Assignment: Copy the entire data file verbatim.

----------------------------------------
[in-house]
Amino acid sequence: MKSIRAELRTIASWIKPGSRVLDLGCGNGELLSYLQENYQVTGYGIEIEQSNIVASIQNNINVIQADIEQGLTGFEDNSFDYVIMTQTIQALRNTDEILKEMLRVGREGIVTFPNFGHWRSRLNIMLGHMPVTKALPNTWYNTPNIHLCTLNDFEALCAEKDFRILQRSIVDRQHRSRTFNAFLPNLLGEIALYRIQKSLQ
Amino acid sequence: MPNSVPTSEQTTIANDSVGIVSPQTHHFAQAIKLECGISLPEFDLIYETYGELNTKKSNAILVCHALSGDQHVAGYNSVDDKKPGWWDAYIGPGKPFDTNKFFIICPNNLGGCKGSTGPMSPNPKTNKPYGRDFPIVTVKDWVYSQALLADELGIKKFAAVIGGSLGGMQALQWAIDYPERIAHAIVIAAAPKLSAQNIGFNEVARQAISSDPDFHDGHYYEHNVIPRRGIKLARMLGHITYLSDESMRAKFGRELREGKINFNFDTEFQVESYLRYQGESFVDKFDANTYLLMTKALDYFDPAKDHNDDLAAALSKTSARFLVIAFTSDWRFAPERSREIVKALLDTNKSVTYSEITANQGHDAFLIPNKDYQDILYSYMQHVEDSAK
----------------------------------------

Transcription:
[in-house]
Amino acid sequence: MKSIRAELRTIASWIKPGSRVLDLGCGNGELLSYLQENYQVTGYGIEIEQSNIVASIQNNINVIQADIEQGLTGFEDNSFDYVIMTQTIQALRNTDEILKEMLRVGREGIVTFPNFGHWRSRLNIMLGHMPVTKALPNTWYNTPNIHLCTLNDFEALCAEKDFRILQRSIVDRQHRSRTFNAFLPNLLGEIALYRIQKSLQ
Amino acid sequence: MPNSVPTSEQTTIANDSVGIVSPQTHHFAQAIKLECGISLPEFDLIYETYGELNTKKSNAILVCHALSGDQHVAGYNSVDDKKPGWWDAYIGPGKPFDTNKFFIICPNNLGGCKGSTGPMSPNPKTNKPYGRDFPIVTVKDWVYSQALLADELGIKKFAAVIGGSLGGMQALQWAIDYPERIAHAIVIAAAPKLSAQNIGFNEVARQAISSDPDFHDGHYYEHNVIPRRGIKLARMLGHITYLSDESMRAKFGRELREGKINFNFDTEFQVESYLRYQGESFVDKFDANTYLLMTKALDYFDPAKDHNDDLAAALSKTSARFLVIAFTSDWRFAPERSREIVKALLDTNKSVTYSEITANQGHDAFLIPNKDYQDILYSYMQHVEDSAK